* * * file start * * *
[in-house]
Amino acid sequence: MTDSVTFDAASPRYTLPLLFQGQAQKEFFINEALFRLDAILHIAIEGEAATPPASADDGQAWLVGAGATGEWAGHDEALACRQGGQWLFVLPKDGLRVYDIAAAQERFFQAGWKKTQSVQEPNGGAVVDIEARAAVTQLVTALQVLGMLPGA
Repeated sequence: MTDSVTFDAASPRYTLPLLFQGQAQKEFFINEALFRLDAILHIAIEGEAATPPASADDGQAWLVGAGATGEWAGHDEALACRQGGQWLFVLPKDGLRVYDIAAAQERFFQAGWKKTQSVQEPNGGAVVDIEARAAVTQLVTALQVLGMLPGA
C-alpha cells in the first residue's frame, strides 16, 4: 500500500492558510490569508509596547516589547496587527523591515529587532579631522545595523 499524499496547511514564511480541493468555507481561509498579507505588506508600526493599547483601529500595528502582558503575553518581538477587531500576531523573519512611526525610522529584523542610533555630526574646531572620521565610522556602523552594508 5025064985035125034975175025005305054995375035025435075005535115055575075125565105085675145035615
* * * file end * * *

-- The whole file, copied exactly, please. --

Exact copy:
[in-house]
Amino acid sequence: MTDSVTFDAASPRYTLPLLFQGQAQKEFFINEALFRLDAILHIAIEGEAATPPASADDGQAWLVGAGATGEWAGHDEALACRQGGQWLFVLPKDGLRVYDIAAAQERFFQAGWKKTQSVQEPNGGAVVDIEARAAVTQLVTALQVLGMLPGA
Repeated sequence: MTDSVTFDAASPRYTLPLLFQGQAQKEFFINEALFRLDAILHIAIEGEAATPPASADDGQAWLVGAGATGEWAGHDEALACRQGGQWLFVLPKDGLRVYDIAAAQERFFQAGWKKTQSVQEPNGGAVVDIEARAAVTQLVTALQVLGMLPGA
C-alpha cells in the first residue's frame, strides 16, 4: 500500500492558510490569508509596547516589547496587527523591515529587532579631522545595523 499524499496547511514564511480541493468555507481561509498579507505588506508600526493599547483601529500595528502582558503575553518581538477587531500576531523573519512611526525610522529584523542610533555630526574646531572620521565610522556602523552594508 5025064985035125034975175025005305054995375035025435075005535115055575075125565105085675145035615